BSTA Promotes mTORC2-Mediated Phosphorylation of Akt1 to Suppress Expression of FoxC2 and Stimulate Adipocyte Differentiation

Yao, Y., Abbruzzese, J., Asano, T., Chang, B., Hollier, B.G., Chien-Hung, C., Darnay, B., Lu, Y., Mani, S.A., Sarbassov, D., Shaikenov, T., Suraokar, M., Mills, G., & Reddy, S. (2013) BSTA Promotes mTORC2-Mediated Phosphorylation of Akt1 to Suppress Expression of FoxC2 and Stimulate Adipocyte Differentiation. Science Signalling, 6(257), ra2.

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Abstract

Phosphorylation and activation of Akt1 is a crucial signaling event that promotes adipogenesis. However, neither the complex multistep process that leads to activation of Akt1 through phosphorylation at Thr308 and Ser473 nor the mechanism by which Akt1 stimulates adipogenesis is fully understood. We found that the BSD domain–containing signal transducer and Akt interactor (BSTA) promoted phosphorylation of Akt1 at Ser473 in various human and murine cells, and we uncovered a function for the BSD domain in BSTA-Akt1 complex formation. The mammalian target of rapamycin complex 2 (mTORC2) facilitated the phosphorylation of BSTA and its association with Akt1, and the BSTA-Akt1 interaction promoted the association of mTORC2 with Akt1 and phosphorylation of Akt1 at Ser473 in response to growth factor stimulation. Furthermore, analyses of bsta gene-trap murine embryonic stem cells revealed an essential function for BSTA and phosphorylation of Akt1 at Ser473 in promoting adipocyte differentiation, which required suppression of the expression of the gene encoding the transcription factor FoxC2. These findings indicate that BSTA is a molecular switch that promotes phosphorylation of Akt1 at Ser473 and reveal an mTORC2-BSTA-Akt1-FoxC2–mediated signaling mechanism that is critical for adipocyte differentiation.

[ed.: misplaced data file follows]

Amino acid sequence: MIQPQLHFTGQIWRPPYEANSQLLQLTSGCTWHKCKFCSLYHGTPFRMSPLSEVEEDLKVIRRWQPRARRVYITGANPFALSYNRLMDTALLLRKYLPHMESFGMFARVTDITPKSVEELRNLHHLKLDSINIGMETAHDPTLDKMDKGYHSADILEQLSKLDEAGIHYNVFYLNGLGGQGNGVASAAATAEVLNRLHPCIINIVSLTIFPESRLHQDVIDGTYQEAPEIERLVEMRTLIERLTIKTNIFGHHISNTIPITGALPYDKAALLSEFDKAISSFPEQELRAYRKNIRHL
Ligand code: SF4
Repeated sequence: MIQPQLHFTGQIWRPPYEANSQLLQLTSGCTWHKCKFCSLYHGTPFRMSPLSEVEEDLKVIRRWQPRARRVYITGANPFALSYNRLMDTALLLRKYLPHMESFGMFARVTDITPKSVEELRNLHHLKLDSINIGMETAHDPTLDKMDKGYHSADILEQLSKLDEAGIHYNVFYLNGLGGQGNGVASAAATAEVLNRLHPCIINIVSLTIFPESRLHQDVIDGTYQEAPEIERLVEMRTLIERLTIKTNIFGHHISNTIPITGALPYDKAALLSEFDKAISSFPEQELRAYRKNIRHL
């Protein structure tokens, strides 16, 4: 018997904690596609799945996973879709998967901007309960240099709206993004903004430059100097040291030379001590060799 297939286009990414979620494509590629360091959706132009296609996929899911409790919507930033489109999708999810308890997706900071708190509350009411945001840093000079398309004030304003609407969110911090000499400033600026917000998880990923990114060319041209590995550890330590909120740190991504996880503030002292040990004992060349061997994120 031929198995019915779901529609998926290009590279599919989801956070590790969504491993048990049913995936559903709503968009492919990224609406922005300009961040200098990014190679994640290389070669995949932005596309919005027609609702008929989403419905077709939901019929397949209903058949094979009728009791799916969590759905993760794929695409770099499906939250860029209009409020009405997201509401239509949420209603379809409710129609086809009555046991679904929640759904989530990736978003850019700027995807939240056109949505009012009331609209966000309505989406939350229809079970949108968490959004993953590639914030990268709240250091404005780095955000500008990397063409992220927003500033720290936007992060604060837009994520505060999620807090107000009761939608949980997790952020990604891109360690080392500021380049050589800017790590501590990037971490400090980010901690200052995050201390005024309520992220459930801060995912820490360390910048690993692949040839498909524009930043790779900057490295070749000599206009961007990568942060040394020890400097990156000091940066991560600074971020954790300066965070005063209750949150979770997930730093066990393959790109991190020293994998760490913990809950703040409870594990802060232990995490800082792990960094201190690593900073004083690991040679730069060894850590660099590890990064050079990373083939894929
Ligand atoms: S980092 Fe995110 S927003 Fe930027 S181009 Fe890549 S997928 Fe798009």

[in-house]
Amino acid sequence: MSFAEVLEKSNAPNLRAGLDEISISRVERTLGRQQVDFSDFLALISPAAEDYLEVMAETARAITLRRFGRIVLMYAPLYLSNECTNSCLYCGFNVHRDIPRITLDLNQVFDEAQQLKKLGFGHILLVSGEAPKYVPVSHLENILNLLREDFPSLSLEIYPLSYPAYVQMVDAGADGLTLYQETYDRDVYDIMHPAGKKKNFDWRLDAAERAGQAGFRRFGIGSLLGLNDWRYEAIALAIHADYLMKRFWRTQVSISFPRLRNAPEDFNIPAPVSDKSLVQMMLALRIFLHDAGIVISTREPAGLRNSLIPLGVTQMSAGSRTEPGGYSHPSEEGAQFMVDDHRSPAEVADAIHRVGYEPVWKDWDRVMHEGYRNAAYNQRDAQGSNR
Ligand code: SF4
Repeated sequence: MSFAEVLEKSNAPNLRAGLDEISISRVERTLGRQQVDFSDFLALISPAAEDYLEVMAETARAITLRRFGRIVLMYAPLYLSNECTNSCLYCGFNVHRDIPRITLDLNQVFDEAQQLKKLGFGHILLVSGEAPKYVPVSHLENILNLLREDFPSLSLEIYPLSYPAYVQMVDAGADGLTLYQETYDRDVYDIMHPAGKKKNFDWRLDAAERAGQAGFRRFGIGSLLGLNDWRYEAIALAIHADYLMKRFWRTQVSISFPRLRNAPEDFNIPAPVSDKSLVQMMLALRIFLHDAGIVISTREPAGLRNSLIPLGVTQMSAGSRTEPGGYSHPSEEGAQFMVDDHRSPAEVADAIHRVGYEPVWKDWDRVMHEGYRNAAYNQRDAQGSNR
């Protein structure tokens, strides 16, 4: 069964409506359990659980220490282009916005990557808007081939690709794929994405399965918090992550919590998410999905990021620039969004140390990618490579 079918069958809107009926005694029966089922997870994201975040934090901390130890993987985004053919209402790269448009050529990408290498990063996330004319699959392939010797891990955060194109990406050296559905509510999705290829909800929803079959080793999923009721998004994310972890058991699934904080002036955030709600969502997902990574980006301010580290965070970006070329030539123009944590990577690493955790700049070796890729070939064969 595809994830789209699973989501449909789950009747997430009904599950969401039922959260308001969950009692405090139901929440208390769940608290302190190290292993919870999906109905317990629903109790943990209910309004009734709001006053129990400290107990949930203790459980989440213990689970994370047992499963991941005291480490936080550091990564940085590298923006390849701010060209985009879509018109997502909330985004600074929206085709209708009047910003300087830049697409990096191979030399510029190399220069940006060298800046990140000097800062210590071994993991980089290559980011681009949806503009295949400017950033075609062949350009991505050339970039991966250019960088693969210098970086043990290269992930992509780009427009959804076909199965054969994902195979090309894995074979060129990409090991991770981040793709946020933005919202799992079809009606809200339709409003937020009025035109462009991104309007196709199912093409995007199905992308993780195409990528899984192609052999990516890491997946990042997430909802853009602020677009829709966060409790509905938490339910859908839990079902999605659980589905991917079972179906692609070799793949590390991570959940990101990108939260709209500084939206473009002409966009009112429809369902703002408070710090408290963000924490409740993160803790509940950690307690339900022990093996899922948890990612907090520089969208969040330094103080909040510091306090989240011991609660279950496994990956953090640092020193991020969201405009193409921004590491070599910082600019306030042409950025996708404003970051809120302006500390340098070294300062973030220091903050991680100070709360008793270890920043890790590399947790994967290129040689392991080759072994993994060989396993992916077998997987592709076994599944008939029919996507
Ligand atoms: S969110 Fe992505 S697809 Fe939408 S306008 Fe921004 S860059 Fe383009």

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18 citations in Scopus
14 citations in Web of Science®
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ID Code: 56771
Item Type: Journal Article
Refereed: Yes
Additional Information: Articles free to read on journal website after if you register
Keywords: BSTA, mediator, Akt-Ser473, phosphorylation, transcription factor, FOXC2, adipogenesis
DOI: 10.1126/scisignal.2003295
ISSN: 1945-0877
Subjects: Australian and New Zealand Standard Research Classification > MEDICAL AND HEALTH SCIENCES (110000) > ONCOLOGY AND CARCINOGENESIS (111200) > Cancer Cell Biology (111201)
Divisions: Current > QUT Faculties and Divisions > Faculty of Health
Current > Institutes > Institute of Health and Biomedical Innovation
Deposited On: 01 Feb 2013 01:48
Last Modified: 17 Jul 2017 15:01

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